- Avoid putting important content in the image solely.
It is still more difficult for Google to distill content and meaning from images. If you intend to pass important information to your customers/readers, avoid putting it only in the image. As useful as infographics are, it will be SEO-beneficial to keep them described in the text.
- Search engine-friendly URL addresses of images
Not only well designed alt tags, but also clearly named images will be favored by Google. Use hyphens and descriptive names. Solutions such as DSC123123_a.jpg don’t speak about the content of the image neither to the user nor to the search engine.
- Structured data is important.
Google designates pieces of content for special modes of presentation that are more prominent than a typical search result. Think of culinary recipes, short bios, product sheets. If you design your website to clearly indicate which content is worth treating as structured data (images included), you may draw benefits from an exposed position in the search results list. Mind it especially for products!
With our guideline lists, we have led you through the question of image optimization. Now, it’s time to employ your knowledge in practice.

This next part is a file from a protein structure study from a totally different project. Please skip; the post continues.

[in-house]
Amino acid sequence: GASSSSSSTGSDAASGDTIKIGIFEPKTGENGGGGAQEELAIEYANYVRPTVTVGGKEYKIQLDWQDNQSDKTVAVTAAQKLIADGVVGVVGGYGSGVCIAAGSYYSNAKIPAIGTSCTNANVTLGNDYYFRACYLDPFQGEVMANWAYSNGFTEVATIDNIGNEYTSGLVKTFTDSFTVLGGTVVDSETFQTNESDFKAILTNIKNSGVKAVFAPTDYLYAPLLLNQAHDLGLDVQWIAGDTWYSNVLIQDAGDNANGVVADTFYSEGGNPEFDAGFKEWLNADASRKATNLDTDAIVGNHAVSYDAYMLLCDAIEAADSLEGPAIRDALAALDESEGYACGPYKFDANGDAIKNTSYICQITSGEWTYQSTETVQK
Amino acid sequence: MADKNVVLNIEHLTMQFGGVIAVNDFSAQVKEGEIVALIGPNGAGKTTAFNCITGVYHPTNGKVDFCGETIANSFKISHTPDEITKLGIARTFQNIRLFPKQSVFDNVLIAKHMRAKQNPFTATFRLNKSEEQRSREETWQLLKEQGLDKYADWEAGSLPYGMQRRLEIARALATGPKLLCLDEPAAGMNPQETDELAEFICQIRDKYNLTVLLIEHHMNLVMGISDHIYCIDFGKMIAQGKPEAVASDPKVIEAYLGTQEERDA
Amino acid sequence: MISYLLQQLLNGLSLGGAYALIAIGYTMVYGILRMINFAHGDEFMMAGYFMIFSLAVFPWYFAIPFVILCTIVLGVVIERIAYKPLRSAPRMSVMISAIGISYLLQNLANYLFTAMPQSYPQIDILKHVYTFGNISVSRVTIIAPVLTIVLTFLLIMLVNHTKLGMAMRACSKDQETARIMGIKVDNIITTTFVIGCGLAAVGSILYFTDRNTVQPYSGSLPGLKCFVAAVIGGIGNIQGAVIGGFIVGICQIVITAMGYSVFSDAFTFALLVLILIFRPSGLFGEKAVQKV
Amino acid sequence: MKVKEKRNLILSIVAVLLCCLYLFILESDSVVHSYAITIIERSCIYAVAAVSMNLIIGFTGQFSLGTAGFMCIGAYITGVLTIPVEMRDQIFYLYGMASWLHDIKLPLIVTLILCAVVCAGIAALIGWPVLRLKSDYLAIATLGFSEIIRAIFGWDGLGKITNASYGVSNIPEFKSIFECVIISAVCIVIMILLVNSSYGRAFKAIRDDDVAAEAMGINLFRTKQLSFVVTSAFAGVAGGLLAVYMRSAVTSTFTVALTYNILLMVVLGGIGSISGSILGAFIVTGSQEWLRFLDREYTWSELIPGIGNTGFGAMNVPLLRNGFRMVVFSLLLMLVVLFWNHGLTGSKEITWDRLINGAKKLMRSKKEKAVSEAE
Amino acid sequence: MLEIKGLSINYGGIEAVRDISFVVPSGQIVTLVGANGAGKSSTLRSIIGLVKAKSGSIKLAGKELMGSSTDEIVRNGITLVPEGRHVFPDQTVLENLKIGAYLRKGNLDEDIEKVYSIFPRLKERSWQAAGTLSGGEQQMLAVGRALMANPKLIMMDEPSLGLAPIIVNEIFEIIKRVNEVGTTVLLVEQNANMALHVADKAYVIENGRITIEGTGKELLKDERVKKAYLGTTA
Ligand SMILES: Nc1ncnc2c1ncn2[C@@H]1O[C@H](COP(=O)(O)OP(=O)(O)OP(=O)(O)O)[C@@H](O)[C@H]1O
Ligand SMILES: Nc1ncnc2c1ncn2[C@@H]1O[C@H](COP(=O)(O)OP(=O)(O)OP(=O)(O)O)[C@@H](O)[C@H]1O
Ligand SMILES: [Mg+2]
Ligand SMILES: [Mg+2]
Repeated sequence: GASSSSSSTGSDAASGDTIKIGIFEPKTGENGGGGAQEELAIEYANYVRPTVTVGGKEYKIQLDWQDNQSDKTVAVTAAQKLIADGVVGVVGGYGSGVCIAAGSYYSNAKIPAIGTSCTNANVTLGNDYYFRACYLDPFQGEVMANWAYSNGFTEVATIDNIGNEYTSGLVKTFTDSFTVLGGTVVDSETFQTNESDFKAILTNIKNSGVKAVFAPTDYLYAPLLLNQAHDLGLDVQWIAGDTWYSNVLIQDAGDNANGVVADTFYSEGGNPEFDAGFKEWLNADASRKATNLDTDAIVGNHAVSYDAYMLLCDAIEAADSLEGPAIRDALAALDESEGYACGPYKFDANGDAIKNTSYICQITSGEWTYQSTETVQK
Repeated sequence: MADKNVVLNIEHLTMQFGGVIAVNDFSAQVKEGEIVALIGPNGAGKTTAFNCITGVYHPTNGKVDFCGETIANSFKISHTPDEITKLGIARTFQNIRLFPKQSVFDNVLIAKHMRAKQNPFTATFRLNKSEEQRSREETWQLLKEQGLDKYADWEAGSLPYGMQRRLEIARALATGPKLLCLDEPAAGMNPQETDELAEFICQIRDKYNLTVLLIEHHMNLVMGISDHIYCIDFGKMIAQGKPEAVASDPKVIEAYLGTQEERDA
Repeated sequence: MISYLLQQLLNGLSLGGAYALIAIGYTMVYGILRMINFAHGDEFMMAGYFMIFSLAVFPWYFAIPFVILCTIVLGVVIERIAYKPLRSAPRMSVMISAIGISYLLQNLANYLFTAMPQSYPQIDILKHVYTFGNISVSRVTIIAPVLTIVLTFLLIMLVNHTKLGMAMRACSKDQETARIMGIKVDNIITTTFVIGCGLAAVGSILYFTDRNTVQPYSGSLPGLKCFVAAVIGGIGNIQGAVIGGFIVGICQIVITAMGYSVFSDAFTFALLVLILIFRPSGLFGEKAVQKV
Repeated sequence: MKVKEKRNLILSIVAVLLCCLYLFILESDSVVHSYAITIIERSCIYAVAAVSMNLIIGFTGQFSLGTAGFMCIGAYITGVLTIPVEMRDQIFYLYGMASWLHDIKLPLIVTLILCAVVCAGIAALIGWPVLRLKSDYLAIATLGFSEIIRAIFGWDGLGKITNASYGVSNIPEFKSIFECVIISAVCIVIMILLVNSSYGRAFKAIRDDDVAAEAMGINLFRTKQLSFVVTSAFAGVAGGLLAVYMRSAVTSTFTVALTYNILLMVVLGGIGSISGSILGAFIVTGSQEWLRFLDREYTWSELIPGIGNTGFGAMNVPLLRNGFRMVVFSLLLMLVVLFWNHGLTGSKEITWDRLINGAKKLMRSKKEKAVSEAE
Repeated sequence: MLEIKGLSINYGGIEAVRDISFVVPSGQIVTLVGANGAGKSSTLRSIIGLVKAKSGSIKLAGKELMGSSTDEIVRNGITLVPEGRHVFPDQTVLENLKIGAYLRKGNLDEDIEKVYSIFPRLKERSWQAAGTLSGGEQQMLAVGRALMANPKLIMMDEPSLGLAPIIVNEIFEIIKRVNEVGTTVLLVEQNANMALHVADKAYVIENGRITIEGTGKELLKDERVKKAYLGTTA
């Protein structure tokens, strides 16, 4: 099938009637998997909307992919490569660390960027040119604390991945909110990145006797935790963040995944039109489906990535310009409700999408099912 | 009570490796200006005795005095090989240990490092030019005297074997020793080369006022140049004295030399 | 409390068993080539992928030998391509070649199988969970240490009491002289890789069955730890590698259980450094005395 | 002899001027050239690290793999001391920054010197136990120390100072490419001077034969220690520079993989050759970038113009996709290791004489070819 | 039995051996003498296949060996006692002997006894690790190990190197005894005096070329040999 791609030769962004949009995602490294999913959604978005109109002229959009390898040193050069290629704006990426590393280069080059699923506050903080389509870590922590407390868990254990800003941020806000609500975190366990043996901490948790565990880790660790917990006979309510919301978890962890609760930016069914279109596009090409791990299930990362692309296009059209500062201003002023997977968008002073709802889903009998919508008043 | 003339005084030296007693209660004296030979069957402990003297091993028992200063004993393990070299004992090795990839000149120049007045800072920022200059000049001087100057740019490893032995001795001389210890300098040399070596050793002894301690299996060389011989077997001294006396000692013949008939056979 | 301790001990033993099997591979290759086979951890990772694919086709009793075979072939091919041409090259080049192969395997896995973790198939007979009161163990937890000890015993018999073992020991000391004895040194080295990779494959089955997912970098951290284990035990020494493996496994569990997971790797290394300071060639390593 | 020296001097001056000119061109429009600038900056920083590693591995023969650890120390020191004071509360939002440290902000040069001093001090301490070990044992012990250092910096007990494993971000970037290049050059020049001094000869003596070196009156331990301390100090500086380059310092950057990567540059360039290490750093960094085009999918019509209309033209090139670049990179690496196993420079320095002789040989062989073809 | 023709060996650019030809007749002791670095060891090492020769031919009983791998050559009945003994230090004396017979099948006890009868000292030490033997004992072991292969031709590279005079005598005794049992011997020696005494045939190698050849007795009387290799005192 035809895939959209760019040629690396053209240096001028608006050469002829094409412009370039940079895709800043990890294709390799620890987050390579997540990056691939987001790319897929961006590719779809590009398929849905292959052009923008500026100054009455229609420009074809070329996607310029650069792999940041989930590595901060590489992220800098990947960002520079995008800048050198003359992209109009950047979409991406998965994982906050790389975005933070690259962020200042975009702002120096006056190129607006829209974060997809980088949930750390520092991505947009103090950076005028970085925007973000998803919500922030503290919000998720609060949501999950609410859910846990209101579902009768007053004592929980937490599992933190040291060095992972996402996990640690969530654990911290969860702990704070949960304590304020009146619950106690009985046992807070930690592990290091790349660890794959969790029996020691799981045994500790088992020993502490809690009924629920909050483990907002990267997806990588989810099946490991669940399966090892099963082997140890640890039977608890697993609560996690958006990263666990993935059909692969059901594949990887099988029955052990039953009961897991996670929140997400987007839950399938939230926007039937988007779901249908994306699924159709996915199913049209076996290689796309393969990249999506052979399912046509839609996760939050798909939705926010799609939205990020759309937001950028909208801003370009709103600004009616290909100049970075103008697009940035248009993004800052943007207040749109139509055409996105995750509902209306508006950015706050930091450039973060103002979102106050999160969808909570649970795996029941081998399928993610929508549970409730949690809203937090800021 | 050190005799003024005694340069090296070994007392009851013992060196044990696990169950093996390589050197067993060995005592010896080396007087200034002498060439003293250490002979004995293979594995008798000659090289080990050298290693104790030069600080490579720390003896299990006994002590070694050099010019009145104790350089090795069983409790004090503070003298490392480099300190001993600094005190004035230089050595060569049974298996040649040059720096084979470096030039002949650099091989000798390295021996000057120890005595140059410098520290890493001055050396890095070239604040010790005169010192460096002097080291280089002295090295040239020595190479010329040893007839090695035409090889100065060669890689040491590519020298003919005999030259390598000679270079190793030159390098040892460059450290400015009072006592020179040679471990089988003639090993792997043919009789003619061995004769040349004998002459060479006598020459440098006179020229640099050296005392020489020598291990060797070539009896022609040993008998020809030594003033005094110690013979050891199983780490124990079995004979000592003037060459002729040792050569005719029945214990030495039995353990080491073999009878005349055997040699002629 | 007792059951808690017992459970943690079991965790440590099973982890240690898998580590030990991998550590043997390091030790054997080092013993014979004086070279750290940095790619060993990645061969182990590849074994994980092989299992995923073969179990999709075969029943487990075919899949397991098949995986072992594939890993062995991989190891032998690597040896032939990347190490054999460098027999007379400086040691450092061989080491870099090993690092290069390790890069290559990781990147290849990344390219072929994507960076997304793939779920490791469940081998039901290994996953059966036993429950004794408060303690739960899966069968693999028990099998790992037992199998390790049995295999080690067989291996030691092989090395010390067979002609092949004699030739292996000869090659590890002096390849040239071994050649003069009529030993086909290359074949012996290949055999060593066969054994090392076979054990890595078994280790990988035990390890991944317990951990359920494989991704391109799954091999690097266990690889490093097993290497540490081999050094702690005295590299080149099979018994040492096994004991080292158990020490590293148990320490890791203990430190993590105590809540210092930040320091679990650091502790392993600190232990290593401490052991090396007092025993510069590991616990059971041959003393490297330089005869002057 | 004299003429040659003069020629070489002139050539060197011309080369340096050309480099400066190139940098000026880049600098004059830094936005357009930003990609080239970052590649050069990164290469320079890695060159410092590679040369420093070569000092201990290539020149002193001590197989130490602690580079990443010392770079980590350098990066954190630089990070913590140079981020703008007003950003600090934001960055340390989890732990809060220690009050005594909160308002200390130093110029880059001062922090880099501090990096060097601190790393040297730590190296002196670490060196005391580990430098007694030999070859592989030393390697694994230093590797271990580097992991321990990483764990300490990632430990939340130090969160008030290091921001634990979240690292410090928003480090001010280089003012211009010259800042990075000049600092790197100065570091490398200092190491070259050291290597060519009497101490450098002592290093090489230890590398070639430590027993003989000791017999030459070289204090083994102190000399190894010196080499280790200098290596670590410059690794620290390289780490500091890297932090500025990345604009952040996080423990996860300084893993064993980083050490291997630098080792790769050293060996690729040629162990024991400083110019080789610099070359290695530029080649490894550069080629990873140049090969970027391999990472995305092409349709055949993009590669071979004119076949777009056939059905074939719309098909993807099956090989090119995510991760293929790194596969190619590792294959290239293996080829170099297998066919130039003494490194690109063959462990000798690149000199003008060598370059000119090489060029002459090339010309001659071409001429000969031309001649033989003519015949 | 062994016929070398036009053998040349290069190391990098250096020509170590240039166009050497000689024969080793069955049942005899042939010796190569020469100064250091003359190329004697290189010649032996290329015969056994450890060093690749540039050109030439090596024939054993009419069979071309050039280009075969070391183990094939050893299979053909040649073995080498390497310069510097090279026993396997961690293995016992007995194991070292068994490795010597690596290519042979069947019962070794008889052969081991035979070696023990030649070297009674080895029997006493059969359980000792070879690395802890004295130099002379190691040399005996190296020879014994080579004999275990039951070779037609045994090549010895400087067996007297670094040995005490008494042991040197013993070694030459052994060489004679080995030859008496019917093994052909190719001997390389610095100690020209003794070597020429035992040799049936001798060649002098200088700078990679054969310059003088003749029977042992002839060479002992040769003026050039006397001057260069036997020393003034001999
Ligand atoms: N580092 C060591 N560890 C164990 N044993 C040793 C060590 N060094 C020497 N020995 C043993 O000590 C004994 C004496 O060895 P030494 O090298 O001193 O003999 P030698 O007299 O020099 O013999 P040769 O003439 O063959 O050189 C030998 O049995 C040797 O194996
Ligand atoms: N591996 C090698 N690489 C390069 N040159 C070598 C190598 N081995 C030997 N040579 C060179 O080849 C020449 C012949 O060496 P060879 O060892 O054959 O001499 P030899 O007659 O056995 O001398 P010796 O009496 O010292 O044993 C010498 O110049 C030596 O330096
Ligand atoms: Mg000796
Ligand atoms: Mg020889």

Whether you’re building a new e-commerce website or thinking about improving the performance of your existing one, you will need to optimize images in the following areas:
It’s all about understanding the majority usage of your website and adjusting the images to work in-line with the finding. Responsive serving of the images will also be key. You want your users to be able to browse on mobile devices, tablets, and desktops.
Find the right format for your images, one that is browser friendly and speeds up load time. Do not hesitate to use powerful (and free) image minifiers, that can reduce the file size up to 70%.
There is only one choice here – the sRGB color space. It’s optimized for web browsers and widely served on the Web.
Our list of tips gives a basic outline on how to improve the SEO of your images. Research the keywords, structurize the website, and avoid putting too much info in the image. Think about correct URLs and structured data indication. This, and more, should take you far enough in SEO image optimization.
Ready to start? We wish you best of luck.
Got questions? We'd love to hear from you. Send us a message and we will respond as soon as possible.